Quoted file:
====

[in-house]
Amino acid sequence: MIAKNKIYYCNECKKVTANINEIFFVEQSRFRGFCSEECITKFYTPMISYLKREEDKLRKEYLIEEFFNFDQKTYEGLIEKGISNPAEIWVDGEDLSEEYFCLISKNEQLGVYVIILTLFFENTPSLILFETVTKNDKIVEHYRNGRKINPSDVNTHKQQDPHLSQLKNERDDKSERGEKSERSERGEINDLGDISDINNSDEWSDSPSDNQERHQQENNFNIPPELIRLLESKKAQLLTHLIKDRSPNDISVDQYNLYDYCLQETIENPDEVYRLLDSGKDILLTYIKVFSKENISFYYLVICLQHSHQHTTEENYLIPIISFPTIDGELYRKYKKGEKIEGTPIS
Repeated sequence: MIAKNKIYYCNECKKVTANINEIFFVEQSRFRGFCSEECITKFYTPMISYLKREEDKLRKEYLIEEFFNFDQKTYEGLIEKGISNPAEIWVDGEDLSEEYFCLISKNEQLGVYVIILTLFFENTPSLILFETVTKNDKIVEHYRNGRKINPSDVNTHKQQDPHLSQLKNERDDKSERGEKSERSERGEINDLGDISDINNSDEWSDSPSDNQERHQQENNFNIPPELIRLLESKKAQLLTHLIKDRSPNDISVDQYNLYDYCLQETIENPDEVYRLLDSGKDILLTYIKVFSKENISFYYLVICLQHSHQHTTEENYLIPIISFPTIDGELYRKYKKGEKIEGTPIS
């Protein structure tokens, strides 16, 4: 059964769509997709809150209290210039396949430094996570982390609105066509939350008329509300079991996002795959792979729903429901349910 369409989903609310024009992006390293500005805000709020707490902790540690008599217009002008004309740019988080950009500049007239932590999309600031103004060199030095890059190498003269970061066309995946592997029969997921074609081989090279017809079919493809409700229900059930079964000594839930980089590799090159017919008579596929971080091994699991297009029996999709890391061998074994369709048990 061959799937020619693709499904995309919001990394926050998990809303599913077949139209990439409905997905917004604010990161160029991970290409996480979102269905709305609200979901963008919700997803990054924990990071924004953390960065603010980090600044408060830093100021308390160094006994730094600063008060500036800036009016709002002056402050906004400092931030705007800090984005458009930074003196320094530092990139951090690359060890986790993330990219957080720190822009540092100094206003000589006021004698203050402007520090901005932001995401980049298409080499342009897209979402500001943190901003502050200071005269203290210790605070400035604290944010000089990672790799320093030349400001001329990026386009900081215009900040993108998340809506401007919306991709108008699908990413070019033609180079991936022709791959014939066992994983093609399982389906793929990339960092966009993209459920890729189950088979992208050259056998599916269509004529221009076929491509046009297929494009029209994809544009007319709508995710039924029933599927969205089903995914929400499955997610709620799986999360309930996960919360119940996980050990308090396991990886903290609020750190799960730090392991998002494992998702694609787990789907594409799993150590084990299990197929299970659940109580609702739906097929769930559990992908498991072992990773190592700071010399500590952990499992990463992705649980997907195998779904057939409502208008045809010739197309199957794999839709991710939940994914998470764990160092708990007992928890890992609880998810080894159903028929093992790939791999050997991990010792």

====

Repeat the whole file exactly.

[in-house]
Amino acid sequence: MIAKNKIYYCNECKKVTANINEIFFVEQSRFRGFCSEECITKFYTPMISYLKREEDKLRKEYLIEEFFNFDQKTYEGLIEKGISNPAEIWVDGEDLSEEYFCLISKNEQLGVYVIILTLFFENTPSLILFETVTKNDKIVEHYRNGRKINPSDVNTHKQQDPHLSQLKNERDDKSERGEKSERSERGEINDLGDISDINNSDEWSDSPSDNQERHQQENNFNIPPELIRLLESKKAQLLTHLIKDRSPNDISVDQYNLYDYCLQETIENPDEVYRLLDSGKDILLTYIKVFSKENISFYYLVICLQHSHQHTTEENYLIPIISFPTIDGELYRKYKKGEKIEGTPIS
Repeated sequence: MIAKNKIYYCNECKKVTANINEIFFVEQSRFRGFCSEECITKFYTPMISYLKREEDKLRKEYLIEEFFNFDQKTYEGLIEKGISNPAEIWVDGEDLSEEYFCLISKNEQLGVYVIILTLFFENTPSLILFETVTKNDKIVEHYRNGRKINPSDVNTHKQQDPHLSQLKNERDDKSERGEKSERSERGEINDLGDISDINNSDEWSDSPSDNQERHQQENNFNIPPELIRLLESKKAQLLTHLIKDRSPNDISVDQYNLYDYCLQETIENPDEVYRLLDSGKDILLTYIKVFSKENISFYYLVICLQHSHQHTTEENYLIPIISFPTIDGELYRKYKKGEKIEGTPIS
């Protein structure tokens, strides 16, 4: 059964769509997709809150209290210039396949430094996570982390609105066509939350008329509300079991996002795959792979729903429901349910 369409989903609310024009992006390293500005805000709020707490902790540690008599217009002008004309740019988080950009500049007239932590999309600031103004060199030095890059190498003269970061066309995946592997029969997921074609081989090279017809079919493809409700229900059930079964000594839930980089590799090159017919008579596929971080091994699991297009029996999709890391061998074994369709048990 061959799937020619693709499904995309919001990394926050998990809303599913077949139209990439409905997905917004604010990161160029991970290409996480979102269905709305609200979901963008919700997803990054924990990071924004953390960065603010980090600044408060830093100021308390160094006994730094600063008060500036800036009016709002002056402050906004400092931030705007800090984005458009930074003196320094530092990139951090690359060890986790993330990219957080720190822009540092100094206003000589006021004698203050402007520090901005932001995401980049298409080499342009897209979402500001943190901003502050200071005269203290210790605070400035604290944010000089990672790799320093030349400001001329990026386009900081215009900040993108998340809506401007919306991709108008699908990413070019033609180079991936022709791959014939066992994983093609399982389906793929990339960092966009993209459920890729189950088979992208050259056998599916269509004529221009076929491509046009297929494009029209994809544009007319709508995710039924029933599927969205089903995914929400499955997610709620799986999360309930996960919360119940996980050990308090396991990886903290609020750190799960730090392991998002494992998702694609787990789907594409799993150590084990299990197929299970659940109580609702739906097929769930559990992908498991072992990773190592700071010399500590952990499992990463992705649980997907195998779904057939409502208008045809010739197309199957794999839709991710939940994914998470764990160092708990007992928890890992609880998810080894159903028929093992790939791999050997991990010792």